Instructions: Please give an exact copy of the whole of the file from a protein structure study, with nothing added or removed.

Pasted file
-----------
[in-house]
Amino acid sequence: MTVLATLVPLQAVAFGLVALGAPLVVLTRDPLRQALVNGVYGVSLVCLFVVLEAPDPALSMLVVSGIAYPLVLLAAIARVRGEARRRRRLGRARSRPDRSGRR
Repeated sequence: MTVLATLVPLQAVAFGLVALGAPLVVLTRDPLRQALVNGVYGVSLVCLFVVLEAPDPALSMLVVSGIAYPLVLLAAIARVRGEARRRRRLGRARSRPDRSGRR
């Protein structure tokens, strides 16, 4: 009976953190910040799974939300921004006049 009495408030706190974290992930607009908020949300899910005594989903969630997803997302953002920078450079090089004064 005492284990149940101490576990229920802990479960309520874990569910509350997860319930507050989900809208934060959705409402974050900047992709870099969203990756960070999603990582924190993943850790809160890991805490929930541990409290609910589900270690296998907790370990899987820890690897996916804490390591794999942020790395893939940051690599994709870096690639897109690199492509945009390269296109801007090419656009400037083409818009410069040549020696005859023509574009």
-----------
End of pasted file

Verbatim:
[in-house]
Amino acid sequence: MTVLATLVPLQAVAFGLVALGAPLVVLTRDPLRQALVNGVYGVSLVCLFVVLEAPDPALSMLVVSGIAYPLVLLAAIARVRGEARRRRRLGRARSRPDRSGRR
Repeated sequence: MTVLATLVPLQAVAFGLVALGAPLVVLTRDPLRQALVNGVYGVSLVCLFVVLEAPDPALSMLVVSGIAYPLVLLAAIARVRGEARRRRRLGRARSRPDRSGRR
């Protein structure tokens, strides 16, 4: 009976953190910040799974939300921004006049 009495408030706190974290992930607009908020949300899910005594989903969630997803997302953002920078450079090089004064 005492284990149940101490576990229920802990479960309520874990569910509350997860319930507050989900809208934060959705409402974050900047992709870099969203990756960070999603990582924190993943850790809160890991805490929930541990409290609910589900270690296998907790370990899987820890690897996916804490390591794999942020790395893939940051690599994709870096690639897109690199492509945009390269296109801007090419656009400037083409818009410069040549020696005859023509574009």